With the number of hit songs she had during that era, it was difficult to keep them separated by much more than half-an-hour, it seemed. The only way for deejays to avoid her music, was to change jobs and take up work at another radio station, one that featured a different format. Maybe Oldies Thrash Urban Country music. It’s doubtful you’d find any Whitney Houston music in that musical genre.

I readily admit enjoying her songs. Some I liked more than others, like most any artist’s offering. No song comes to mind that I simply could not stand, which is saying something. Some of my favorite artists recorded tracks that prompted a quick skip on the player, or station-change on the radio – when I wasn’t behind the mike, that is.

There is not now, nor was there ever, a Whitney Houston recording in my – once ample – music collection. I liked her, but not enough to want to buy. Maybe I just heard it often enough at work.

Those who are inundating the social media sites with testimonials of their love for Whitney Houston certainly have the right to do so, and I’ll second any message that speaks solely to her music. As many times as I’ve heard her belting out “I will always love you” since her death, so often in fact, that I probably don’t ever need to hear it again, I’ll admit she had an exquisite voice in her day.

Truth is, if that song came on in the car, I might not – even still – change the station.

When I changed formats (it wasn’t for Oldies Urban Thrash, but it was Country Music), and later quit the radio business, I pretty much fell out of touch with all things Whitney. Probably, I was aware of her fall from grace, drug-wise. I remembered something about her Bobby Brown days and a rehab stint. That’s where my confusion comes in.

There are those who are identifying with her life-struggles, people who claim to understand battling the demons that are drug and alcohol. I just don’t get that.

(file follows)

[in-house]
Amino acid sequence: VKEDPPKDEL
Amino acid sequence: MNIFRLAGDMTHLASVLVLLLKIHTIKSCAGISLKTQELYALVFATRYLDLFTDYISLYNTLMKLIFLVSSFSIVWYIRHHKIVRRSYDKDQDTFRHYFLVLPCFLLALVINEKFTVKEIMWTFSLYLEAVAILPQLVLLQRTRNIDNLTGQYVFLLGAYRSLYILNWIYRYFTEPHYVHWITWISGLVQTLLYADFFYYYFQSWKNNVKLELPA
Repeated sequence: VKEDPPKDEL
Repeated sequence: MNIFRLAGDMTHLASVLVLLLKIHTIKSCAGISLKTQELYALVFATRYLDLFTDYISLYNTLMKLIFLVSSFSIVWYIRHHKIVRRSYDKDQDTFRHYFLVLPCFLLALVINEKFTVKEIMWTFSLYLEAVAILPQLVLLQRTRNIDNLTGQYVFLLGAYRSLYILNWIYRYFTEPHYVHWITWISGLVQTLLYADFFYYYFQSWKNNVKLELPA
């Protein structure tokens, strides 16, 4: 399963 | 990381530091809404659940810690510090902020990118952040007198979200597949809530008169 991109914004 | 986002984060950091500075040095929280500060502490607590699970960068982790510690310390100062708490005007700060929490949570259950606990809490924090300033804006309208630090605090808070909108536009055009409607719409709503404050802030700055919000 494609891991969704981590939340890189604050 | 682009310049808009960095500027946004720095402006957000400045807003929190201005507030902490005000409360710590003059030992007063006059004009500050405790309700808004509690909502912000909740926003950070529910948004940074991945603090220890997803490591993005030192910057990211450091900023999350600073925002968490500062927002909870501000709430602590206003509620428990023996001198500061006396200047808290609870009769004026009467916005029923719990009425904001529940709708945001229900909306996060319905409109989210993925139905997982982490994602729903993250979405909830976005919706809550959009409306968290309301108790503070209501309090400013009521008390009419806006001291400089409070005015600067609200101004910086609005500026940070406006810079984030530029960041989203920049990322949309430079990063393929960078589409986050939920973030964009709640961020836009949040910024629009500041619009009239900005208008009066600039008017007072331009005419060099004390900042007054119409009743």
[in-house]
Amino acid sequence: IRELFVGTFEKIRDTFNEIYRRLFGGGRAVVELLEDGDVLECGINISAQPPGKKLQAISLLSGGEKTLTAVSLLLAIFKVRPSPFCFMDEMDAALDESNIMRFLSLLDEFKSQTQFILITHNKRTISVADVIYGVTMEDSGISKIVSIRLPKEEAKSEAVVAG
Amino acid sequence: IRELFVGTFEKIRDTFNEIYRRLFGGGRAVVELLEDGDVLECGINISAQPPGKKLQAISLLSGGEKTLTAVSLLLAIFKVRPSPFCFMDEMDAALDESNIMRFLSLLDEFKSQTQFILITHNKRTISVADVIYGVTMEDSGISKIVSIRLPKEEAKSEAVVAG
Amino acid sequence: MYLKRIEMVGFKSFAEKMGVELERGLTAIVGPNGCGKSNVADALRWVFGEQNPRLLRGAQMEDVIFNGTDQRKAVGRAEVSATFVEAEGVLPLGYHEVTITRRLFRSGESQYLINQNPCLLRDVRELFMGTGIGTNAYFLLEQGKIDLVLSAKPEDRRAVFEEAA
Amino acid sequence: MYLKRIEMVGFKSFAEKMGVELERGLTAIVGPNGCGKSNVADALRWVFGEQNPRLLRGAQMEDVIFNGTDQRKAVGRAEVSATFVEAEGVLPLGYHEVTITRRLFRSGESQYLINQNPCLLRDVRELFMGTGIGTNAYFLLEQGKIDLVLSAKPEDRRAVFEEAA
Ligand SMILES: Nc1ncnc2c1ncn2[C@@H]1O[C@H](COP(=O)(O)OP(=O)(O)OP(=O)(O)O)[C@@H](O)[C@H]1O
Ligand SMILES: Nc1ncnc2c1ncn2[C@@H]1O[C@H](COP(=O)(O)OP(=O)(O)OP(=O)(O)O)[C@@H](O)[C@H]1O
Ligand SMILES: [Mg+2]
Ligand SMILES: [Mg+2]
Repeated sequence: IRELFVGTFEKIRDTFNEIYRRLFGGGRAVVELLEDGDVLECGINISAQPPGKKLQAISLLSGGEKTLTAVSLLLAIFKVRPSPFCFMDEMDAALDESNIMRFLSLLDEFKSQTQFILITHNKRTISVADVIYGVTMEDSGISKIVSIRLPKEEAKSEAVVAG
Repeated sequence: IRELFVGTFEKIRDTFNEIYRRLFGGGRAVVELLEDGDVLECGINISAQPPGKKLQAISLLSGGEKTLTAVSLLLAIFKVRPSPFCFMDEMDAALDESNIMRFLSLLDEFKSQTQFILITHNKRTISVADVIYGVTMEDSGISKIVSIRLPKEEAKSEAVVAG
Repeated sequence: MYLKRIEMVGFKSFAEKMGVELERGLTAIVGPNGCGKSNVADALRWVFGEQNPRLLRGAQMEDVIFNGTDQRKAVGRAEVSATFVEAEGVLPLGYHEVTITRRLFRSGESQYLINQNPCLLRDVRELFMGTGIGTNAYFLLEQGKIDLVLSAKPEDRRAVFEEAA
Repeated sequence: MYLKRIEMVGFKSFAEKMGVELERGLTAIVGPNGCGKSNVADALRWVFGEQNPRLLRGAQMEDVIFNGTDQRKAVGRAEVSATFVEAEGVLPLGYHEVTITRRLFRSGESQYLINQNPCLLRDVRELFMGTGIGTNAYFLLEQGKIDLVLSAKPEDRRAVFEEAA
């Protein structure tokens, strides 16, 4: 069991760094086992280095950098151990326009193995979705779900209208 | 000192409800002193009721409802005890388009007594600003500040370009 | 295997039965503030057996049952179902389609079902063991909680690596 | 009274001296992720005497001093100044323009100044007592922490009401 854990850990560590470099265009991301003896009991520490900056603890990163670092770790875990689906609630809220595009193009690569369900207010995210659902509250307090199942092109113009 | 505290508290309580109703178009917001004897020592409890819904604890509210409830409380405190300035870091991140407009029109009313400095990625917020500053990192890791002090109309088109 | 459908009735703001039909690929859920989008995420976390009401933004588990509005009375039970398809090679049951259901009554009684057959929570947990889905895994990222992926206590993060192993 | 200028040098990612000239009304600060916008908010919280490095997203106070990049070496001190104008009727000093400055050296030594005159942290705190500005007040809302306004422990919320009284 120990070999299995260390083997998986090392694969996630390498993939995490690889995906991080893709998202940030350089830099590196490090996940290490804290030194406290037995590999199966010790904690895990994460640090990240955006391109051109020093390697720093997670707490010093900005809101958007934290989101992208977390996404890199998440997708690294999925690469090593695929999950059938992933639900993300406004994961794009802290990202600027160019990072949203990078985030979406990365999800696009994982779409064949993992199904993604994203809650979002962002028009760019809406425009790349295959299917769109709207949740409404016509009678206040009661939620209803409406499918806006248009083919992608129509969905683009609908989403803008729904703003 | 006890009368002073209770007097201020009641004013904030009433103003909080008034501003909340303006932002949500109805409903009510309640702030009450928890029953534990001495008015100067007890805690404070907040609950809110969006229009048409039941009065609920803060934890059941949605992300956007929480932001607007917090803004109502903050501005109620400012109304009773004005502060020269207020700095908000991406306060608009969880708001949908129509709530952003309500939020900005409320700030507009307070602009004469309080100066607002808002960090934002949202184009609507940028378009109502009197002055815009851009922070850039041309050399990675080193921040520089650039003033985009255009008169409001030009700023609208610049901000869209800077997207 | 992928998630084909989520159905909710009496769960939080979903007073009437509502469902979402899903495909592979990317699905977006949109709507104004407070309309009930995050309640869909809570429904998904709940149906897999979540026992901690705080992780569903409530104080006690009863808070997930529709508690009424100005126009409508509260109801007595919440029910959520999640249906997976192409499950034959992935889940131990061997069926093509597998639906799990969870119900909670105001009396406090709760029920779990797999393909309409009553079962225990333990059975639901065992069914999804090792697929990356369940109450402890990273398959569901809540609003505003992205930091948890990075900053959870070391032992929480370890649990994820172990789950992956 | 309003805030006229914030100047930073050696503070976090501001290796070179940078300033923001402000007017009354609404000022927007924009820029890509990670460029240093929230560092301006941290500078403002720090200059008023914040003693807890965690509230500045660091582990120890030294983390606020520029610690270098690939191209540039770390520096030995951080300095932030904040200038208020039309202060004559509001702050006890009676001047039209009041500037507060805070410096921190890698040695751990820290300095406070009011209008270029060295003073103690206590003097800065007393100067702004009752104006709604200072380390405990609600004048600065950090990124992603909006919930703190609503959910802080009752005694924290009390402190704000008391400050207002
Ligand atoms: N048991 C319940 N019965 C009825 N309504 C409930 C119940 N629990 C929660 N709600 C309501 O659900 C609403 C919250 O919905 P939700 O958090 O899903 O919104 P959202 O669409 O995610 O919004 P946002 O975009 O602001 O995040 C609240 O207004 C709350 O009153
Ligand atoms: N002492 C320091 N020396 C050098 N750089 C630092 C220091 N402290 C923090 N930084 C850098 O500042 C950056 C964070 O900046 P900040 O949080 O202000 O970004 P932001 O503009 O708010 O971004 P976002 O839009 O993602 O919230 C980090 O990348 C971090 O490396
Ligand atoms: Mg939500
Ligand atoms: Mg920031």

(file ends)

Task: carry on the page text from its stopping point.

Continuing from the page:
Whitney Houston could have walked into any restaurant in America and have walked out without having to settle the tab. What business person would cash her check? Take a picture with her and put it on the wall. If there is an equivalent of US-royalty, she certainly was among the closest to it. Does Queen Elizabeth carry a purse to pay for a pack of smokes at the drug store? No. Queen Whitney could have practiced the Royal Hand Wave and rode an open convertible through the parade of life.

All she had to do was sing.

Life struggles? What struggles? Oh, we all have our little crosses to bear. Some people actually have it tough. Those are the folks who have the right to fall victim, if you ask me. Those others who do it for recreation – I just don’t get it.

There were plenty of morning-drive days that I didn’t want to get up with a bright and shiny voice to coax everyone else out of bed and into their new day. That was my job, though. For whatever reason, I never had a craving for drugs. However difficult they are to avoid growing up in the US, it largely depends on the company you keep and the responses that you give in reply. I’m not saying I never partied, but I managed to hold down my job and live through my bathing routine.

Boredom isn’t something I consider a life-struggle. There are many wealthy artists who occupy themselves post-fame while keeping their sinus passages intact for smelling life’s roses. Some people are stronger than others, to be sure, but the many sober citizens of the country aren’t heroes for staying that way. They are exhibitors of the social norm, at least presented from the affluent side of the economic tracks.

Whitney Houston sang well. She did not live that way.

When Jimmy Hendrix died, our little town’s teen club staged a little memorial get-together to listen to his music and lament his death. Naturally, someone wrote a letter to the editor to complain how we teens were celebrating drug abuse.

Although I am of an age now that I better understand the motivation of that letter-writer, I know that was never the intention of those organizing the evening of music.

I also know that those who are commiserating or identifying with Whitney Houston’s lack of self-discipline are not condoning her drug and alcohol abuse.

Temptation is palpable. For those in positions of little optimism, giving in to it is somewhat understandable. What confuses me is the lack of alternative recreational opportunities for those among us who seem to have it all – beautiful looks, adoring fans, fame, fortune, opportunity, health, and more – and then, eventually fritter it all away for their inability to resist the confronting evils.

RIP Whitney. You’ve finally bested the demons.